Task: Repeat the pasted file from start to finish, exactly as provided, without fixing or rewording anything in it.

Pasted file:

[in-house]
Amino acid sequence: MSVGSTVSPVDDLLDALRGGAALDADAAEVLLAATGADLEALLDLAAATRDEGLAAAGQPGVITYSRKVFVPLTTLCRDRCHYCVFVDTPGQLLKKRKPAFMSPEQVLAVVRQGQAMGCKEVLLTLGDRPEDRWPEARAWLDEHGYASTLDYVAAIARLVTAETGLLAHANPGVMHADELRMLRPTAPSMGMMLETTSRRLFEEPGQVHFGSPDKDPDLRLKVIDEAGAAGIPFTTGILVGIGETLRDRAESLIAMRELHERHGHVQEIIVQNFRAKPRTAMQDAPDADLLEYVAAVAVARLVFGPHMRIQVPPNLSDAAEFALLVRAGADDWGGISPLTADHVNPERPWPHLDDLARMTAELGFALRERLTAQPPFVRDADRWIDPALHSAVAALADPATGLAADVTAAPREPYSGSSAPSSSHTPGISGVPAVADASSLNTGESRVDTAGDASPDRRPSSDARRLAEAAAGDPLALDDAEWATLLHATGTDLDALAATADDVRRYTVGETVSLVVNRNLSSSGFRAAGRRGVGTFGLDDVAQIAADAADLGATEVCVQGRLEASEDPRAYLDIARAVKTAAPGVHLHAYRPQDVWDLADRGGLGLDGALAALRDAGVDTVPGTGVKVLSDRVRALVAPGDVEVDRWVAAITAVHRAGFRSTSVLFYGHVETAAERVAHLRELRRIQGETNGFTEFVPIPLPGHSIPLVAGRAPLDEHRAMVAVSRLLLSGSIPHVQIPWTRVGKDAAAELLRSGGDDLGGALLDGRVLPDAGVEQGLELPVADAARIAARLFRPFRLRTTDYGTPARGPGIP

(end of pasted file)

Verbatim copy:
[in-house]
Amino acid sequence: MSVGSTVSPVDDLLDALRGGAALDADAAEVLLAATGADLEALLDLAAATRDEGLAAAGQPGVITYSRKVFVPLTTLCRDRCHYCVFVDTPGQLLKKRKPAFMSPEQVLAVVRQGQAMGCKEVLLTLGDRPEDRWPEARAWLDEHGYASTLDYVAAIARLVTAETGLLAHANPGVMHADELRMLRPTAPSMGMMLETTSRRLFEEPGQVHFGSPDKDPDLRLKVIDEAGAAGIPFTTGILVGIGETLRDRAESLIAMRELHERHGHVQEIIVQNFRAKPRTAMQDAPDADLLEYVAAVAVARLVFGPHMRIQVPPNLSDAAEFALLVRAGADDWGGISPLTADHVNPERPWPHLDDLARMTAELGFALRERLTAQPPFVRDADRWIDPALHSAVAALADPATGLAADVTAAPREPYSGSSAPSSSHTPGISGVPAVADASSLNTGESRVDTAGDASPDRRPSSDARRLAEAAAGDPLALDDAEWATLLHATGTDLDALAATADDVRRYTVGETVSLVVNRNLSSSGFRAAGRRGVGTFGLDDVAQIAADAADLGATEVCVQGRLEASEDPRAYLDIARAVKTAAPGVHLHAYRPQDVWDLADRGGLGLDGALAALRDAGVDTVPGTGVKVLSDRVRALVAPGDVEVDRWVAAITAVHRAGFRSTSVLFYGHVETAAERVAHLRELRRIQGETNGFTEFVPIPLPGHSIPLVAGRAPLDEHRAMVAVSRLLLSGSIPHVQIPWTRVGKDAAAELLRSGGDDLGGALLDGRVLPDAGVEQGLELPVADAARIAARLFRPFRLRTTDYGTPARGPGIP